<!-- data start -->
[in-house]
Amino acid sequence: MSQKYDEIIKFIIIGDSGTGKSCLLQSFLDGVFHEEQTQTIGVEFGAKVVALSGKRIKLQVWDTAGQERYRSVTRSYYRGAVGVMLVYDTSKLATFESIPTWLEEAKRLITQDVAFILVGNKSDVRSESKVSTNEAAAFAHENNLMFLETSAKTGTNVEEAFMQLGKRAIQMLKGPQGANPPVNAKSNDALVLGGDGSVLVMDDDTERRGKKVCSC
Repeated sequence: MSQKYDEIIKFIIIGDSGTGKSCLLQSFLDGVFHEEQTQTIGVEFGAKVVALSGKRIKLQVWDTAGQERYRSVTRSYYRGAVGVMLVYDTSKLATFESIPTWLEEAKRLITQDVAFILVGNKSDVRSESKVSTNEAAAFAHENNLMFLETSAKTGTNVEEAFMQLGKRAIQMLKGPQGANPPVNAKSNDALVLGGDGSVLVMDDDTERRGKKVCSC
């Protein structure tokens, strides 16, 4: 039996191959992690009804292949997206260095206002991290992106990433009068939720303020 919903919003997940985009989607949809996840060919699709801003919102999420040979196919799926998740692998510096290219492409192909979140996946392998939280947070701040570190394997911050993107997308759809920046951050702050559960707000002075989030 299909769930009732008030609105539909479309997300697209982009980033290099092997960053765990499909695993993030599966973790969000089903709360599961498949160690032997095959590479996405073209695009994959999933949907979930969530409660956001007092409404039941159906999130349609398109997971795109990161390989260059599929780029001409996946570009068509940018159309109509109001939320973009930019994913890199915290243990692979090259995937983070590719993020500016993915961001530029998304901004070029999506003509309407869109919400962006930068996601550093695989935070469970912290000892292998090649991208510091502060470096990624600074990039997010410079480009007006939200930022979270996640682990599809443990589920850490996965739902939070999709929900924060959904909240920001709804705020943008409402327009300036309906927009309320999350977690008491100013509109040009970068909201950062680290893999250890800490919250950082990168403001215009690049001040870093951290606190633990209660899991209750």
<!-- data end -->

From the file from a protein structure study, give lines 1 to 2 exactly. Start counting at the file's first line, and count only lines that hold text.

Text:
[in-house]
Amino acid sequence: MSQKYDEIIKFIIIGDSGTGKSCLLQSFLDGVFHEEQTQTIGVEFGAKVVALSGKRIKLQVWDTAGQERYRSVTRSYYRGAVGVMLVYDTSKLATFESIPTWLEEAKRLITQDVAFILVGNKSDVRSESKVSTNEAAAFAHENNLMFLETSAKTGTNVEEAFMQLGKRAIQMLKGPQGANPPVNAKSNDALVLGGDGSVLVMDDDTERRGKKVCSC